There are three reports in the Business Day today which are of vital concern to the future of job-creation in South Africa. The Minister of Labour and a major bargaining council are under attack for allowing an ‘alliance’ of organised labour, some clothing manufacturers and the state to fix and impose wages. The future of some 450 clothing companies and nearly 17,000 employees is at stake. According to one report the ‘case also goes to the heart of the type of employment and industry that South Africa wants to foster: is there still a place for low-wage, labour-intensive industry, or is South Africa set on its path of “decent work” and higher capital intensity, along with which comes lower employment but higher wages?’
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It can be argued that the concept of a bargaining councils (formerly known as industrial councils) was introduced by General Jan Smuts in 1924 as a political ploy. Smuts wanted to win back the support of Afrikaners, mainly those who worked on the gold mines, after the disastrous 1922 Rand Revolt where many white strikers were killed or injured. Now there is speculation about the effectiveness of bargaining councils.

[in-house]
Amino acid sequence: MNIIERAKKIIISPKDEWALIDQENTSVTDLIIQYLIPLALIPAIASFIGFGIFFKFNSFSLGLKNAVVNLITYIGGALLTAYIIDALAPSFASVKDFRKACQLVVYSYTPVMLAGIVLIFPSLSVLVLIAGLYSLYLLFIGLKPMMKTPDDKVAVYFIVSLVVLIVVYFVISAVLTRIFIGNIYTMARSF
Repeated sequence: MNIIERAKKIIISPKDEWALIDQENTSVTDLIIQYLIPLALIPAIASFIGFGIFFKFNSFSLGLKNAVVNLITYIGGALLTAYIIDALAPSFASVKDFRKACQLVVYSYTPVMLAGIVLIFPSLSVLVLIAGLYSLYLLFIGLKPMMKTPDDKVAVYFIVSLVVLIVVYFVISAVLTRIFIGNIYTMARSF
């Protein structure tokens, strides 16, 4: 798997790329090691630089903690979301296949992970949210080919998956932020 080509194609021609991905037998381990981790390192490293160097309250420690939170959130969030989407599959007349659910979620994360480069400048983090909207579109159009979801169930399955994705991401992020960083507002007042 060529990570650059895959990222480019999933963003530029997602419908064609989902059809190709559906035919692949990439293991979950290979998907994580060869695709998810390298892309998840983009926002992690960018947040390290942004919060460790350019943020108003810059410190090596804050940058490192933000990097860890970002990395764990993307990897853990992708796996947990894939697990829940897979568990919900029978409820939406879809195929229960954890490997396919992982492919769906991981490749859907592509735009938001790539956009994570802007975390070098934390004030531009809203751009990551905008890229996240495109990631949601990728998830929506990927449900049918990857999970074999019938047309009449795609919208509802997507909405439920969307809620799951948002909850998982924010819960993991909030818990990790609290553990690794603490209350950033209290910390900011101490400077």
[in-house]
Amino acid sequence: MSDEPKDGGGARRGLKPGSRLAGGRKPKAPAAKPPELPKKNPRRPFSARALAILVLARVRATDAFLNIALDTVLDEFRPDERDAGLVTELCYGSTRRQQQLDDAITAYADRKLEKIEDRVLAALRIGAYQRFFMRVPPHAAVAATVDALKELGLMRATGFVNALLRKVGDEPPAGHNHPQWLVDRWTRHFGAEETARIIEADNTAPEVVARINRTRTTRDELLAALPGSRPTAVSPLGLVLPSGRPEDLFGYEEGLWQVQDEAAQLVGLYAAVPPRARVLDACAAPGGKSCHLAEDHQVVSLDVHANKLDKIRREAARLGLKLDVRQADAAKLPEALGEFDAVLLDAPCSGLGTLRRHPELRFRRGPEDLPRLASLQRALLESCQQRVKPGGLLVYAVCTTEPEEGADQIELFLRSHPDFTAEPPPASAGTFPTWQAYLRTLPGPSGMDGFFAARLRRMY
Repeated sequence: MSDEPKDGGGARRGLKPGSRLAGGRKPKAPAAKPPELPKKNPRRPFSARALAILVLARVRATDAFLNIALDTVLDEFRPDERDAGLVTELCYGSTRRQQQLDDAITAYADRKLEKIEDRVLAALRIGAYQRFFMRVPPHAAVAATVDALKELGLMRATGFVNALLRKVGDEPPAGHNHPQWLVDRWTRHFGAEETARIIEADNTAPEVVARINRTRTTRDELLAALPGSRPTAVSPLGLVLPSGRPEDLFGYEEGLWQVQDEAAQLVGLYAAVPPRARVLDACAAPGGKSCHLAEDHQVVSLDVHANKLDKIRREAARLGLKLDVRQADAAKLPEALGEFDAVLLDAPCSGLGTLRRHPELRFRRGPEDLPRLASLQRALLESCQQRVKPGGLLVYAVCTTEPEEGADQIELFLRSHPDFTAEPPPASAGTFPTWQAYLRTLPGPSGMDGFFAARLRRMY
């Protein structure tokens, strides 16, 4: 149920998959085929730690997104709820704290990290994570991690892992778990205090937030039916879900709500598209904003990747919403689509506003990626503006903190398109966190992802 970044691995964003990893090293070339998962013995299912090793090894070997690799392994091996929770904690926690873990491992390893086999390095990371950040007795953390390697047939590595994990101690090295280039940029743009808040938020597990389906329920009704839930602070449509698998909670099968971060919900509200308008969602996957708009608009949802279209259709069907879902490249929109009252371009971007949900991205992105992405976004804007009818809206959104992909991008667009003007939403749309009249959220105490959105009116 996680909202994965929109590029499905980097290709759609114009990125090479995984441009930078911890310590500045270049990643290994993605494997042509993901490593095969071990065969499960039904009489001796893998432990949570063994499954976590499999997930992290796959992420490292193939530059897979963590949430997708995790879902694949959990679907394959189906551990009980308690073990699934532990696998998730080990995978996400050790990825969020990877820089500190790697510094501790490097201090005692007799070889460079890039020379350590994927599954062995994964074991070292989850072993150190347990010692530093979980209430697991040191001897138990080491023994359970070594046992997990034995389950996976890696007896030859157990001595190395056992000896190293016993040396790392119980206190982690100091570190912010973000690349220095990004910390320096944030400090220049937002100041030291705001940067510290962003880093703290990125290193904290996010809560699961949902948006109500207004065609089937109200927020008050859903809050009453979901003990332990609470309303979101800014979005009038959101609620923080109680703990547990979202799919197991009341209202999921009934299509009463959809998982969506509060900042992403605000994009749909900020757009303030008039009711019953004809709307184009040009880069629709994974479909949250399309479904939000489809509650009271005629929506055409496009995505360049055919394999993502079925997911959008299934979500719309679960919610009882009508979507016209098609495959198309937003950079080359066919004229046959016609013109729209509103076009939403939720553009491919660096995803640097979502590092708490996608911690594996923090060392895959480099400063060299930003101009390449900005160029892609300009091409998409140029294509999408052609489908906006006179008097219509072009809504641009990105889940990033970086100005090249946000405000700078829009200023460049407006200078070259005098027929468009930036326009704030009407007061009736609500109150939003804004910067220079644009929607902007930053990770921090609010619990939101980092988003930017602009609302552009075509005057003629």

If we are ever to make a serious dent in South Africa’s cataclysmic unemployment levels, a critical review of labour policies is required. No aspect of labour market policies should be regarded as sacrosanct. All rational comments and proposals grounded in empirical evidence warrant consideration. In this context, I believe it is appropriate to question the motivation for the introduction and maintenance of minimum wage laws in South Africa’.
Factors determining business sustainability are not the same when determining the living requirements of employees. It is wrong to confuse the sustainability of jobs and businesses with maintaining or improving the living standards of employees.
Making a living wage the focus of workplace pay negotiations indicates the failures of government at all levels to provide a better life for all, and create an economic environment to support the survival, profitability and growth of businesses of all sizes.
Extracts from reports
THE Centre for Development and Enterprise (CDE) says a court case challenging an “alliance” of organised labour, the state and some clothing manufacturers over minimum wages will decide the future of 450 clothing companies and nearly 17,000 workers.